This will enable the design of Cryo-CMOS control chips that can be co-located with the qubits in the cryostat. This will help solve the current problem of extensive and performance limiting cabling used to connect the qubits with their associated control electronics usually running at room temperatures outside the cryostat.
For Quantum Computers to realise their potential, thousands, if not millions of qubits will be needed, and they must be kept at cryogenic temperatures to ensure correct operation. Currently, the major barrier to scaling is the amount of control cabling, which is in direct proportion to the number of qubits within the system. This problem can only be solved by moving the control electronics into the cryostat.
However, there are challenges as Paul Wells, sureCore’s CEO, explained: “We are uniquely positioned to solve two of the key challenges to developing Cryo-CMOS. Currently, the standard industrial operating temperature range for most commercial CMOS process technologies is from -40°C to 125°C and this is reflected in the Transistor SPICE models supplied by silicon foundries.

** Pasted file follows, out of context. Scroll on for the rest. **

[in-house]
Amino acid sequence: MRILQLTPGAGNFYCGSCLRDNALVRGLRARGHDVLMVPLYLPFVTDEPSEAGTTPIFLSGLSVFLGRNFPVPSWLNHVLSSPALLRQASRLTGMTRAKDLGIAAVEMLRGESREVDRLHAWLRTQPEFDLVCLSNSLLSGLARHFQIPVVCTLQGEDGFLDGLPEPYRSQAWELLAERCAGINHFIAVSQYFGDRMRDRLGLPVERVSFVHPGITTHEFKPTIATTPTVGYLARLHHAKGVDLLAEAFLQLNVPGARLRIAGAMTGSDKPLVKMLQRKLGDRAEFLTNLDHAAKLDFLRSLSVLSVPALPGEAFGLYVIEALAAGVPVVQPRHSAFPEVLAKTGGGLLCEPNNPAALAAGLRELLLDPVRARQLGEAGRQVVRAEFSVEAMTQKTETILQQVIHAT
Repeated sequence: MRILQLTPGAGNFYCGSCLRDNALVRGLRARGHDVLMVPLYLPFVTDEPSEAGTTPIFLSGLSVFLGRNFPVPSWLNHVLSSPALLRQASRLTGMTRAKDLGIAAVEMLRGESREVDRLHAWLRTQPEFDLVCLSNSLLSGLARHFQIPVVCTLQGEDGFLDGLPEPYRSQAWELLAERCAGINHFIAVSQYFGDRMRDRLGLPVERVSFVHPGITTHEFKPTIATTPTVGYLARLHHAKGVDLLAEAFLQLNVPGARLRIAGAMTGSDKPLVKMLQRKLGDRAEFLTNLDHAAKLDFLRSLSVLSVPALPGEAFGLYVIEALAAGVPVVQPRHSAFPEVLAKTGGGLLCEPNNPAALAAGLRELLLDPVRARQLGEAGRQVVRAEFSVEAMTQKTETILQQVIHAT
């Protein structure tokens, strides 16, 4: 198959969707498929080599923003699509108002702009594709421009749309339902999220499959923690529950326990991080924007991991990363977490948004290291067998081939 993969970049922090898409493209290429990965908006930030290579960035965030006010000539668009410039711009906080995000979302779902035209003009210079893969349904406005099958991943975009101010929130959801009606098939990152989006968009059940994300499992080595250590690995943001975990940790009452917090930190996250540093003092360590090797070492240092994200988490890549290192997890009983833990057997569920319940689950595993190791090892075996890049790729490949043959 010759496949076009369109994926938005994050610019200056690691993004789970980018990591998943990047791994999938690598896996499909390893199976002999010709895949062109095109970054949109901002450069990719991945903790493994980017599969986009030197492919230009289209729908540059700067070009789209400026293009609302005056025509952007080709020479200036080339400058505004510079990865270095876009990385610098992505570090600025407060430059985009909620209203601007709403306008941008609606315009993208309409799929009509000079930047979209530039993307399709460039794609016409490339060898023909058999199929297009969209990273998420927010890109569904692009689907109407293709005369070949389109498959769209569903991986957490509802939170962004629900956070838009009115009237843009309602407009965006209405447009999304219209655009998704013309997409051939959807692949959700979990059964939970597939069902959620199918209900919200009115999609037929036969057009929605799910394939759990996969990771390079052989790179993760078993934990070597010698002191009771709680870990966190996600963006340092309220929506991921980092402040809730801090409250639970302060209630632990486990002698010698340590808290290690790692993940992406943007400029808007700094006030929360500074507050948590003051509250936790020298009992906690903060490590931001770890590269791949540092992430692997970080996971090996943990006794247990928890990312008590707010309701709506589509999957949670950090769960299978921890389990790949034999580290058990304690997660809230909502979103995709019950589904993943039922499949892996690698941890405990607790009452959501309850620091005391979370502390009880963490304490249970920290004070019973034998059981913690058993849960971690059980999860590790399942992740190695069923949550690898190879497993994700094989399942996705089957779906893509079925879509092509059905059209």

By working closely with both industry partners and foundries, we plan to design and characterise silicon IP capable of operation down to 4°K.
The second challenge is to ensure that the control electronics dissipates as little heat as possible so as to minimise the cooling load on the cryostat. Hence it is critical that, as far as is possible, low power design techniques are deployed. We are experts in reducing the power consumption of CMOS; our design methodologies have already demonstrated up to 50% dynamic power reduction in embedded memory IP.
By deploying these techniques in the design of Cryo-CMOS, we aim to minimise the excess heat generated thereby easing the scalability challenges for large Quantum Computers.”<
sureCore already has silicon-proven, ultra-low power, embedded memory IP that it will customise for this Cryo application and will be launched as its CryoMem range,
Using the knowledge gained from the development of CryoMem, sureCore plans to create a range of IP tailored for the development of complete QC control electronics in Cryo-CMOS. The company will offer a complete portfolio of Cryo-IP for licensing by companies wishing to develop Cryogenic control ICs.
Paul Wells, added: “This new IP library will help unlock the potential of QC by accelerating the development of cost effective, cryogenic control ASICs for the hundreds of QC companies out there competing to deliver competitive Quantum Compute solutions.”